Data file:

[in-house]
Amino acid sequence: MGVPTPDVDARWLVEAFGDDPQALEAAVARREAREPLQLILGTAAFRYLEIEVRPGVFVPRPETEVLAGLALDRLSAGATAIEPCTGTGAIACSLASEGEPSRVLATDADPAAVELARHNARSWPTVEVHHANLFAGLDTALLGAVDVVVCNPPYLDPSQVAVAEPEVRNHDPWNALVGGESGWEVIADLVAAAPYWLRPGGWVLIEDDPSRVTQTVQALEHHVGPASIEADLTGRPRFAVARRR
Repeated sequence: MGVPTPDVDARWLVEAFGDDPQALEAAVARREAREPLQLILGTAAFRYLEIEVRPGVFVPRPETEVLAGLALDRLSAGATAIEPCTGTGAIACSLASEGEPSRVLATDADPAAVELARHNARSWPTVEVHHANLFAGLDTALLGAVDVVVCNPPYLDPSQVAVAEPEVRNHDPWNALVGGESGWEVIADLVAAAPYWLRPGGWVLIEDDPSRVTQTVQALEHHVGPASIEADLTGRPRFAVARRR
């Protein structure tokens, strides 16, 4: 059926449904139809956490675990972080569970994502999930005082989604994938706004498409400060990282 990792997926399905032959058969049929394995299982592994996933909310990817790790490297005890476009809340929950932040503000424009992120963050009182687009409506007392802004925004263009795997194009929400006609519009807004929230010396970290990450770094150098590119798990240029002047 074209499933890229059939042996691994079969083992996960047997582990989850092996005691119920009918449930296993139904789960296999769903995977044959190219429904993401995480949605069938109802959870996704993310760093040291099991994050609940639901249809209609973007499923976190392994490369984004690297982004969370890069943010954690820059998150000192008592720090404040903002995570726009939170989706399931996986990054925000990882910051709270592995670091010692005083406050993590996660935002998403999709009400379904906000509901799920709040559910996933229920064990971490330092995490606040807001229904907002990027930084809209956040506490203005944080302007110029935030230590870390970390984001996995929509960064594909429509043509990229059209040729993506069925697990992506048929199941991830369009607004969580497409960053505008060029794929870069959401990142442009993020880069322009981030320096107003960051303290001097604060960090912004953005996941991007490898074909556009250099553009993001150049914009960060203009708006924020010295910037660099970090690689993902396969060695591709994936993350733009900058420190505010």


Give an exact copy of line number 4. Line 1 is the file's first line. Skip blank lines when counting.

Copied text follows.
């Protein structure tokens, strides 16, 4: 059926449904139809956490675990972080569970994502999930005082989604994938706004498409400060990282 990792997926399905032959058969049929394995299982592994996933909310990817790790490297005890476009809340929950932040503000424009992120963050009182687009409506007392802004925004263009795997194009929400006609519009807004929230010396970290990450770094150098590119798990240029002047 074209499933890229059939042996691994079969083992996960047997582990989850092996005691119920009918449930296993139904789960296999769903995977044959190219429904993401995480949605069938109802959870996704993310760093040291099991994050609940639901249809209609973007499923976190392994490369984004690297982004969370890069943010954690820059998150000192008592720090404040903002995570726009939170989706399931996986990054925000990882910051709270592995670091010692005083406050993590996660935002998403999709009400379904906000509901799920709040559910996933229920064990971490330092995490606040807001229904907002990027930084809209956040506490203005944080302007110029935030230590870390970390984001996995929509960064594909429509043509990229059209040729993506069925697990992506048929199941991830369009607004969580497409960053505008060029794929870069959401990142442009993020880069322009981030320096107003960051303290001097604060960090912004953005996941991007490898074909556009250099553009993001150049914009960060203009708006924020010295910037660099970090690689993902396969060695591709994936993350733009900058420190505010």